Maurice “Hank” Greenberg today gained a Pyrrhic victory against the government in his effort to collect damages from the takeover of American International Group in 2008.
A federal judge ruled that government treated AIG “much more harshly than other institutions in need of financial assistance,” but awarded no damages.
Judge Thomas Wheeler of the U.S. Court of Claims in Washington ruled that “the government’s justification for taking control of AIG’s ownership and running its business operations appears to have been entirely misplaced” when it took control of 79.9 percent of AIG’s stock in return for $85 billion in cash.
However, Wheeler said, the “Achilles’ heel of Starr’s case is that, if not for the government’s intervention,” AIG would have filed for bankruptcy, and in a bankruptcy proceeding, AIG’s shareholders would most likely have lost 100 percent of their stock value. … However harshly or improperly the government acted in nationalizing AIG, it saved AIG from bankruptcy.”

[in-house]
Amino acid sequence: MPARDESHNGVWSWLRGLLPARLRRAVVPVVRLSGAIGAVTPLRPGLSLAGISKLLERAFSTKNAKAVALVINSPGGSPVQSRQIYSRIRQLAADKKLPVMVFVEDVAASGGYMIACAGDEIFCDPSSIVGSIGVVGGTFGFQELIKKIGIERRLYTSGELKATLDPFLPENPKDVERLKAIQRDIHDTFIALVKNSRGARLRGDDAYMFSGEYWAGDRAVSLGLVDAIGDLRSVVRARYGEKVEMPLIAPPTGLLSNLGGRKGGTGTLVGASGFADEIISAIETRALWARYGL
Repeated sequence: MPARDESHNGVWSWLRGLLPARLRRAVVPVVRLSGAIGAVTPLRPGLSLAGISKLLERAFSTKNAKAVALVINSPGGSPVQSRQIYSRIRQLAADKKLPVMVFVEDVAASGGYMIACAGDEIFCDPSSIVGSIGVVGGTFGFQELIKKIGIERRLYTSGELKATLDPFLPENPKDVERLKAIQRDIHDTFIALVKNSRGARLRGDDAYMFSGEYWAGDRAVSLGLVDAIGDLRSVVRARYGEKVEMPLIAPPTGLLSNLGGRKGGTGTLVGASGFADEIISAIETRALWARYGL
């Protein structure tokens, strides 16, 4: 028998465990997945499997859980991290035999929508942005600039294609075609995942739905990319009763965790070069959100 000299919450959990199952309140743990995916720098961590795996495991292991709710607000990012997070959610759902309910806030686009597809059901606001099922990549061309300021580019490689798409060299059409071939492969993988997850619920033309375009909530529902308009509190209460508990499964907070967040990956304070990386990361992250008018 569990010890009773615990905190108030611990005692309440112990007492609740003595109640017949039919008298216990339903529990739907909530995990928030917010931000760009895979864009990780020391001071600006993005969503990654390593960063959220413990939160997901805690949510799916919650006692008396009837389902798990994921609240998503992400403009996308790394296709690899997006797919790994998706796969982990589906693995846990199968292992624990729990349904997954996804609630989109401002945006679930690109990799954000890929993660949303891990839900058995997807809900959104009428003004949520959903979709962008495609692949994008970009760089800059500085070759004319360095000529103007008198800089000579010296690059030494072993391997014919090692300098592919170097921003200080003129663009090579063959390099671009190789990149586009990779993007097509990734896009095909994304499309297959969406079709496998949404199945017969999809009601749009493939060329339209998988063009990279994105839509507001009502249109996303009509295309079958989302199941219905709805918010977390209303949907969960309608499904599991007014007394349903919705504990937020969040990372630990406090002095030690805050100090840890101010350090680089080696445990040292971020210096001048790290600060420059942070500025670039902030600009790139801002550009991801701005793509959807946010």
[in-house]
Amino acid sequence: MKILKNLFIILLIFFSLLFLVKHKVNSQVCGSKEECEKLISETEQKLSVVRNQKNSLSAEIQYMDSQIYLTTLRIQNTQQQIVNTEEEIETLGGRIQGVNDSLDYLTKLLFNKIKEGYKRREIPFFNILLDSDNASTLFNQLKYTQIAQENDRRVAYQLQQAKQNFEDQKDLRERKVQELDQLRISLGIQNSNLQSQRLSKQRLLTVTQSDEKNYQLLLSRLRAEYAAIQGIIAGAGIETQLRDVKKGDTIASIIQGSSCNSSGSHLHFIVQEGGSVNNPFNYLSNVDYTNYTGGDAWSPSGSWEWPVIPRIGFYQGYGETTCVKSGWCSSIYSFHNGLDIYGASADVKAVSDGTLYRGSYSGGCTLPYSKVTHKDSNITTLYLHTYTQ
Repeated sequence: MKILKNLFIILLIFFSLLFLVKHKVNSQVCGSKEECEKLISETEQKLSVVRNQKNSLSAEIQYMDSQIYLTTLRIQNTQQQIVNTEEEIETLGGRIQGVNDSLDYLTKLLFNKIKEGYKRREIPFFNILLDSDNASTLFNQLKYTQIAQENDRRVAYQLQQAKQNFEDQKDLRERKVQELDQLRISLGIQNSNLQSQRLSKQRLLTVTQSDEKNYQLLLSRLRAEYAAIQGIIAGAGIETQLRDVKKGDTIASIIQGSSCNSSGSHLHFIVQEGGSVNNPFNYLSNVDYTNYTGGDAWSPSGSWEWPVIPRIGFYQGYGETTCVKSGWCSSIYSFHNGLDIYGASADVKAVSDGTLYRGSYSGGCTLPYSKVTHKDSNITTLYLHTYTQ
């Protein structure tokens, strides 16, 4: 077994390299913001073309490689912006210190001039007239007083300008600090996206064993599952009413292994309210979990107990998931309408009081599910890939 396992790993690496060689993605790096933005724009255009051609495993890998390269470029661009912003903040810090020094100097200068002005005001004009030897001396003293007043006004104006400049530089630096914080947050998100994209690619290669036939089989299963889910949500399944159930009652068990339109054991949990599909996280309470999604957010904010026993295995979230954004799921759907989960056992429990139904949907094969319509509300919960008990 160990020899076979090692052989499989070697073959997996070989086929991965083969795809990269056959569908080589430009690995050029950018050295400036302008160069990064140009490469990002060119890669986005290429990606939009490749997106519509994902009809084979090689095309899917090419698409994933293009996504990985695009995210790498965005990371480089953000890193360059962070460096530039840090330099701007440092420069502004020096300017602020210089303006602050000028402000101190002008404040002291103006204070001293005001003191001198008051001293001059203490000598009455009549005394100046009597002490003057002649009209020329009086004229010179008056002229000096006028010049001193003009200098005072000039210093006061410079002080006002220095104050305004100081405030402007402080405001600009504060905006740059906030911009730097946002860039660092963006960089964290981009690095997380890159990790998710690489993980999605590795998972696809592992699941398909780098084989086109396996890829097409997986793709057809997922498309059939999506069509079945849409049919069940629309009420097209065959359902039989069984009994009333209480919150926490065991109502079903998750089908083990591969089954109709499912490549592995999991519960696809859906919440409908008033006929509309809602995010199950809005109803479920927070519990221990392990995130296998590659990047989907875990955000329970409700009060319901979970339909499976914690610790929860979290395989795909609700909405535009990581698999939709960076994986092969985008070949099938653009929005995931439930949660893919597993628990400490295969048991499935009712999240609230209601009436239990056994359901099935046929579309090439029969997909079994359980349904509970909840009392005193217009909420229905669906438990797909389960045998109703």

Wheeler said that “a troubling feature” of his decision is that is that the Government is able to avoid any damages notwithstanding its plain violations of the Federal Reserve Act.
He said the obvious conclusion of his decision is that any time the government saves a private enterprise from bankruptcy through an emergency loan, as here, “it can essentially impose whatever terms it wishes without fear of reprisal.”
“The government often may ignore the conditions and restrictions” of the provision of the law that allowed it to take over AIG, Wheeler said, “knowing that it will never be ordered to pay damages.
“With some reluctance, the court must leave that question for another day,” Wheeler concluded.
Greenberg, through Starr International, a former unit of AIG, owns 13 percent of AIG.
He claimed in a lawsuit first filed in 2011 and refiled several times afterwards, that the way the federal government’s methodology in handled the bailout of AIG amounted “to an attempt to ‘steal the business’.”
InsuranceNewsNet Washington Bureau Chief Arthur D. Postal has covered regulatory and legislative issues for more than 30 years. He can be reached at [email protected].
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